Political Meddling, Poor Training Spur Graft in Papua New Guinea

Published: 25 April 2019

PapuaNewGuineaPatients line up to receive medical care in the Autonomous Region of Bougainville, Papua New Guinea (Photo: U.S. Air Force)

By Lucy Papachristou

A newly-published discussion paper on corruption in Papua New Guinea’s public sector found that low-level officials are often poorly informed about laws and regulations and are under intense pressure to grant favors to businesses, politicians and clan affiliates, contributing to existing patterns of corrupt behavior in the developing country.  

The paper, “Governance and Corruption in PNG’s Public Service: Insights From Four Subnational Administrations,” was published this month by the Development Policy Centre, an aid and development policy think tank based out of Australian National University in Canberra. 

Its author, Dr. Grant Walton, PhD, drew on interviews with 136 public servants across four provinces in Papua New Guinea in an effort to fill the empirical data gap on why public officials may support or resist corruption and poor governance. 

Papua New Guinea tends to take a “top-down, one-size-fits-all approach when it comes to corruption,” Walton told OCCRP by phone. While monitoring efforts work in some provinces, they don’t in others, and PNG continues to face many problems associated with weak states: poor accountability, pressure from informal social systems and fear of reporting instances of graft. 

Papua New Guinea (PNG) is one of the poorest countries in the Pacific, with nearly 40 percent of its population living below the national poverty line. While the country recently has started reaping the benefits of oil and gas extraction, its public health system is rapidly deteriorating—two-fifths of health centers and rural health posts have no electricity or essential medical equipment, according to the United Nations Development Programme

“Public servants were ‘not doing it right’ because many were unaware of the overwhelming number of laws and guidelines governing their work,” Walton wrote. One mid-level male employee from Madang province said, “Right now as public servants, we are not given guidelines...There should be a duty statement [but] when I came in there was none, so I had to bring in my own.”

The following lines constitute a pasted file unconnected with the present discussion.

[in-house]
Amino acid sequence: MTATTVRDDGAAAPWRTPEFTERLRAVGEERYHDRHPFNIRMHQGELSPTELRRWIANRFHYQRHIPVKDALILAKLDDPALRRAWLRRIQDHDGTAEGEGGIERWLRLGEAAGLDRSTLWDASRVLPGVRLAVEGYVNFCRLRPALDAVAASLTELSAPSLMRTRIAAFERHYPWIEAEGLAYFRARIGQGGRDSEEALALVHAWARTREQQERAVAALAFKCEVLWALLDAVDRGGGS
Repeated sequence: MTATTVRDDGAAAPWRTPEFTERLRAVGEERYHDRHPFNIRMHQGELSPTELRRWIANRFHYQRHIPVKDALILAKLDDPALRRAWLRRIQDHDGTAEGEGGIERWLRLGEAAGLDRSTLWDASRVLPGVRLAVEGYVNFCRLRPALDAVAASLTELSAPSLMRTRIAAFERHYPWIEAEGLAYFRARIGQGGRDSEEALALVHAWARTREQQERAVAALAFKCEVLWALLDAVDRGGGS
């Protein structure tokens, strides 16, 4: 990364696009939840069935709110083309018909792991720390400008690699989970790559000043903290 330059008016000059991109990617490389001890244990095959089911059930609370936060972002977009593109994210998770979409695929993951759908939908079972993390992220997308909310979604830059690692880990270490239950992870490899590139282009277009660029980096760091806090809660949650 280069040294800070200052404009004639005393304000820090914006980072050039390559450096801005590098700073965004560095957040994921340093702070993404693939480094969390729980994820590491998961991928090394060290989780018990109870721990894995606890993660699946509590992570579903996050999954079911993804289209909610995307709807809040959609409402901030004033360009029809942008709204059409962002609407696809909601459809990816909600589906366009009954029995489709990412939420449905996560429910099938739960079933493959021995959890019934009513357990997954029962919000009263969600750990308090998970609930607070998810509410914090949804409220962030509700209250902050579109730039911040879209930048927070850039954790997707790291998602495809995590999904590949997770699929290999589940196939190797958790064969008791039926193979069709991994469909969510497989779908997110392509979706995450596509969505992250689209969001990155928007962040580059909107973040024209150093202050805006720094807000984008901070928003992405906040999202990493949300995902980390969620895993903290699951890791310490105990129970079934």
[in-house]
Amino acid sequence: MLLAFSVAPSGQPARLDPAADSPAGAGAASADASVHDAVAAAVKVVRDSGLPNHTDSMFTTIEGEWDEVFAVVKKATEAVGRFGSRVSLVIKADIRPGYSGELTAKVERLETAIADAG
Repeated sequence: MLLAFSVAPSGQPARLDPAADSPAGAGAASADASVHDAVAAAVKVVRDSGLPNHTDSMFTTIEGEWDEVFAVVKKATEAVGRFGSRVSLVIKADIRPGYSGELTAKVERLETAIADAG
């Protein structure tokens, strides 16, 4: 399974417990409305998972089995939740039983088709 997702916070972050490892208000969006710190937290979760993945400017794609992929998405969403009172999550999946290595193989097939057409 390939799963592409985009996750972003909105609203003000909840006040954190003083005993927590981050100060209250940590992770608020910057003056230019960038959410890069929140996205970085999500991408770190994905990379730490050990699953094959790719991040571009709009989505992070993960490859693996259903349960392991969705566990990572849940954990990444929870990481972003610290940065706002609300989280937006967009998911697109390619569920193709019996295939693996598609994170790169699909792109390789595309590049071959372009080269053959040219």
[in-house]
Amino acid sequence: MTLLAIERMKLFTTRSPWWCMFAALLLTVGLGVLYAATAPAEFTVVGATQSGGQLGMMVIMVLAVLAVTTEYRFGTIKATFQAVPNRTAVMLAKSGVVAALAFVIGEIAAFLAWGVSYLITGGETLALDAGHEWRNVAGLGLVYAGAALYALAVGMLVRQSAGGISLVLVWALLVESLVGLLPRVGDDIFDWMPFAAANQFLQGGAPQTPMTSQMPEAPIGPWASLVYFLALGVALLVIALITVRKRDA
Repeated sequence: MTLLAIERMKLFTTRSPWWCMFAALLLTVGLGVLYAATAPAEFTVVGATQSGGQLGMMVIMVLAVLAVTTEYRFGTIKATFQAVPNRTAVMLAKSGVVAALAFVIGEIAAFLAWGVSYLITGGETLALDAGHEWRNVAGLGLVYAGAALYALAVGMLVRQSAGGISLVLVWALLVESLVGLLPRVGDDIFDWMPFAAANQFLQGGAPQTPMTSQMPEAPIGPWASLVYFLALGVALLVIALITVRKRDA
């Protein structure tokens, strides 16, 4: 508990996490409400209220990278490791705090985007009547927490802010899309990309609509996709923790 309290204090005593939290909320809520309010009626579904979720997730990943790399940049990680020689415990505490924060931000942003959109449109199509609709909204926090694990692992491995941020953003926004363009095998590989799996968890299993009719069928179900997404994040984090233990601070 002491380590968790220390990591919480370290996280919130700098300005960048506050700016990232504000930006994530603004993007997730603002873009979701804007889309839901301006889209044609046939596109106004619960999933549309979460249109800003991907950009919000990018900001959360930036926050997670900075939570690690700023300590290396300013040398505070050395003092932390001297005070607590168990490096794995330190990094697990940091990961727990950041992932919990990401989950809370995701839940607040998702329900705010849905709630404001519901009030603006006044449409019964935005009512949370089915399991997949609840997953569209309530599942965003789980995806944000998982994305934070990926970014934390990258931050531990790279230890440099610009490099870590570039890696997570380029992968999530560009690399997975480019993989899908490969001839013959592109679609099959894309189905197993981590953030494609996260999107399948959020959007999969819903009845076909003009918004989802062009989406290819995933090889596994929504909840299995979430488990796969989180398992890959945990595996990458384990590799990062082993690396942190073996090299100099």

When the respondents were asked to define the biggest threats to ‘good governance,’ they named corruption, politics and PNG’s wantok system, which Walton defines as “a system of reciprocity between friendship and kinship groups.” More than 70 percent of respondents said their wantoks had asked them for a professional favor, such as help in obtaining employment. 

Over the past two years, two-thirds of respondents had discovered an instance of corruption, but less than half of those who had uncovered malfeasance said they notified the proper authorities. Men and senior-level officials were more likely to report infractions, but 72 percent either agreed or strongly agreed that those who report corruption are likely to suffer negative consequences. 

Political interference is also a great concern among officials, Walton found. In recent years, PNG has been pursuing a policy of decentralization, and in 2014 the parliament passed the District Development Authority Act, giving greater autonomy to local governments over how they allocate resources. 

However, as members of parliament are now “often personally involved in deciding how this money is allocated and implemented,” lower level officials have grown frustrated. “We may plan for something else but when political interference comes we need to divert our efforts to suit what [MPs] want,” one senior female public servant said. 

While over half of respondents (57 percent) knew how to report corruption, Walton says more needs to be done to inform officials about various forms of corruption and abuse of power and encourage them to take action against wrongdoers. An initiative called Phones Against Corruption works to get public servants to report corruption over the phone, but Walton says challenges remain for officials to trust the information they report will be used properly and anonymously. 

As PNG’s government decentralizes, the government and the private sector have come into more frequent contact. Business influence on local governments, however, is “poorly monitored.” Walton also suggests that as regional governments become more autonomous, they diversify, and thus require unique policy recommendations. 

Additionally, anti-graft authorities need to “target their communications to women,” and come up with more gender-sensitive methods to disclose graft, Walton told OCCRP. There is currently “a paucity of senior female leaders in public service” to whom lower-level female officials may feel more comfortable reporting corruption, and there aren’t enough female anti-corruption officers or police, he added.

While PNG improved its rating on Transparency International’s Corruption Perception Index last year, at 28 out of 100 (with 100 signifying “least corrupt”), it still scored well below the Asia Pacific regional average of 44.